Yes – you read that right: Cybercriminals have found a way to use 1830’s technology to trick 2020s security solutions into not identifying phishing attachments as malicious.

Like you, when I first read about this I shook my head and through “no way – how would that even work??!?” But according to a post on reddit, the bad guys realized they could digitally encode their malicious java script in Morse Code, effectively bypassing any email scanners.

The phishing attack starts out like any other, using some basic social engineering around paying an invoice and hosting an attachment made to look like an invoice with the filename ‘[company_name]_invoice_[number]._xlsx.hTML.’

But upon further inspection of the attachment, it leverages javascript, containing a basic decoding function where each letter and number is assigned a Morse code value, and then calls to decode a massive amount of Morse code stored within the file.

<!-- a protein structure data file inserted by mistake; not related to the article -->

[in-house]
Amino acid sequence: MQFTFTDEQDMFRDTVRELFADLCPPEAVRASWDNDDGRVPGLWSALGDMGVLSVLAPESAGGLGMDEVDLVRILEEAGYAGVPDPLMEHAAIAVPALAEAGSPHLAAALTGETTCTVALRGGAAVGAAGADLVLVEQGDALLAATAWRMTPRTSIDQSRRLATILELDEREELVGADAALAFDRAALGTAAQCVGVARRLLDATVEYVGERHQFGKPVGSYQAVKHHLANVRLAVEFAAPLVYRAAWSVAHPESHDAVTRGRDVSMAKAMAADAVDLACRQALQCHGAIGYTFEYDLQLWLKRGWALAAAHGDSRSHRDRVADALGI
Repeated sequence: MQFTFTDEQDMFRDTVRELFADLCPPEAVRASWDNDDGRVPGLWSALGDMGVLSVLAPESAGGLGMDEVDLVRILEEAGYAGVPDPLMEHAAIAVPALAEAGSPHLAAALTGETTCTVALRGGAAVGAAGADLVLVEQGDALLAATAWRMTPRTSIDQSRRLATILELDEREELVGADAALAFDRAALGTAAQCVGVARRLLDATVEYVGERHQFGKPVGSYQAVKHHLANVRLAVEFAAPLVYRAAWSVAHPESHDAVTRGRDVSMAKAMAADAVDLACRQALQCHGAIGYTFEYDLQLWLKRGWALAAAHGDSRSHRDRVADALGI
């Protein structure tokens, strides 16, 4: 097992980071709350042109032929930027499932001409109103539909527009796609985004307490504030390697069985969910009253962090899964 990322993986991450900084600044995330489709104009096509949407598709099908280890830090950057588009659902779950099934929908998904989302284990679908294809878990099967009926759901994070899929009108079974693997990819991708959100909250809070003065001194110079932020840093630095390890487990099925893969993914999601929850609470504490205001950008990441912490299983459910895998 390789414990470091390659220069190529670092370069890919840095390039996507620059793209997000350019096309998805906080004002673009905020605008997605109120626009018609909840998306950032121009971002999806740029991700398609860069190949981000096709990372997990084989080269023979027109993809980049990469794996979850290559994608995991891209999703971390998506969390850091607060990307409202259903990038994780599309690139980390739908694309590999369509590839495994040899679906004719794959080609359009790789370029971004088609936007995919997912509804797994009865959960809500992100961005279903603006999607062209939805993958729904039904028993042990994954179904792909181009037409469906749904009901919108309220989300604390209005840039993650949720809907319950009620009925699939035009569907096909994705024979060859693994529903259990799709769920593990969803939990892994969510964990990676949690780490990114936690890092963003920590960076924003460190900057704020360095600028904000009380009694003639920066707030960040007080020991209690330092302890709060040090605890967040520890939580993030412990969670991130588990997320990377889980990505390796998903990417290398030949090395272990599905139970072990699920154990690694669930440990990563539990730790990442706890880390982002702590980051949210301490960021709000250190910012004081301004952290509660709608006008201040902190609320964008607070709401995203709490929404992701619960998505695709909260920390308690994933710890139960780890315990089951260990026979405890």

morse-code-attachment

Source: Bleeping Computer

The result is when the html attachment is scanned, its contents appear benign to a security solution. But when run, the script converts the Morse code into two additional javascript tags that are injected into the page and executed.

The result of all this is a pretty creative rendering of a fake Excel document and an Office 365 logon screen, stating the user’s session had timed out.

fake-office-365-sign-inSource: Bleeping Computer

Creative? Yes. Unique? No – bad guys can derive even their own simple character replacement encoding (e.g., ‘A’ would be replaced with ‘D’, ‘B’ with ‘E’, etc.) and one can achieve the same result.

The real stopping point here is the bogus email theming and horrible attachment name. Users that undergo Security Awareness Training are positioned to quickly see this for what it is and stop the attack before it goes any further than making it to the Inbox.